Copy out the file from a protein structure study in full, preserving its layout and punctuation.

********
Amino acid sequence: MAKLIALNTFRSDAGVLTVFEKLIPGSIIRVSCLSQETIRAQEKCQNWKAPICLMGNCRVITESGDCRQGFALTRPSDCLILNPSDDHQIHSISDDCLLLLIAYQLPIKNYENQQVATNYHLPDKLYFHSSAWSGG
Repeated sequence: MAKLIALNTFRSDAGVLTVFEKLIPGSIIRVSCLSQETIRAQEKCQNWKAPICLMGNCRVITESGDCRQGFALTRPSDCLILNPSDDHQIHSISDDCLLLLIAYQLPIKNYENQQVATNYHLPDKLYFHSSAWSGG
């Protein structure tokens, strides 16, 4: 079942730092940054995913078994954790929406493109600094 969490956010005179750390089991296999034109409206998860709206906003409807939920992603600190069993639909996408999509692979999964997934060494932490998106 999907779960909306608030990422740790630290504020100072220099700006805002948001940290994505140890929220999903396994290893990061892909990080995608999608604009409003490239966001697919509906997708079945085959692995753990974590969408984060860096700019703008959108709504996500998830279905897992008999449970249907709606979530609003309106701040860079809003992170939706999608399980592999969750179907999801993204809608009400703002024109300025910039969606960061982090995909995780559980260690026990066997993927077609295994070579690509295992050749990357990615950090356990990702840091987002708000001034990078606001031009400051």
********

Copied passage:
Amino acid sequence: MAKLIALNTFRSDAGVLTVFEKLIPGSIIRVSCLSQETIRAQEKCQNWKAPICLMGNCRVITESGDCRQGFALTRPSDCLILNPSDDHQIHSISDDCLLLLIAYQLPIKNYENQQVATNYHLPDKLYFHSSAWSGG
Repeated sequence: MAKLIALNTFRSDAGVLTVFEKLIPGSIIRVSCLSQETIRAQEKCQNWKAPICLMGNCRVITESGDCRQGFALTRPSDCLILNPSDDHQIHSISDDCLLLLIAYQLPIKNYENQQVATNYHLPDKLYFHSSAWSGG
């Protein structure tokens, strides 16, 4: 079942730092940054995913078994954790929406493109600094 969490956010005179750390089991296999034109409206998860709206906003409807939920992603600190069993639909996408999509692979999964997934060494932490998106 999907779960909306608030990422740790630290504020100072220099700006805002948001940290994505140890929220999903396994290893990061892909990080995608999608604009409003490239966001697919509906997708079945085959692995753990974590969408984060860096700019703008959108709504996500998830279905897992008999449970249907709606979530609003309106701040860079809003992170939706999608399980592999969750179907999801993204809608009400703002024109300025910039969606960061982090995909995780559980260690026990066997993927077609295994070579690509295992050749990357990615950090356990990702840091987002708000001034990078606001031009400051």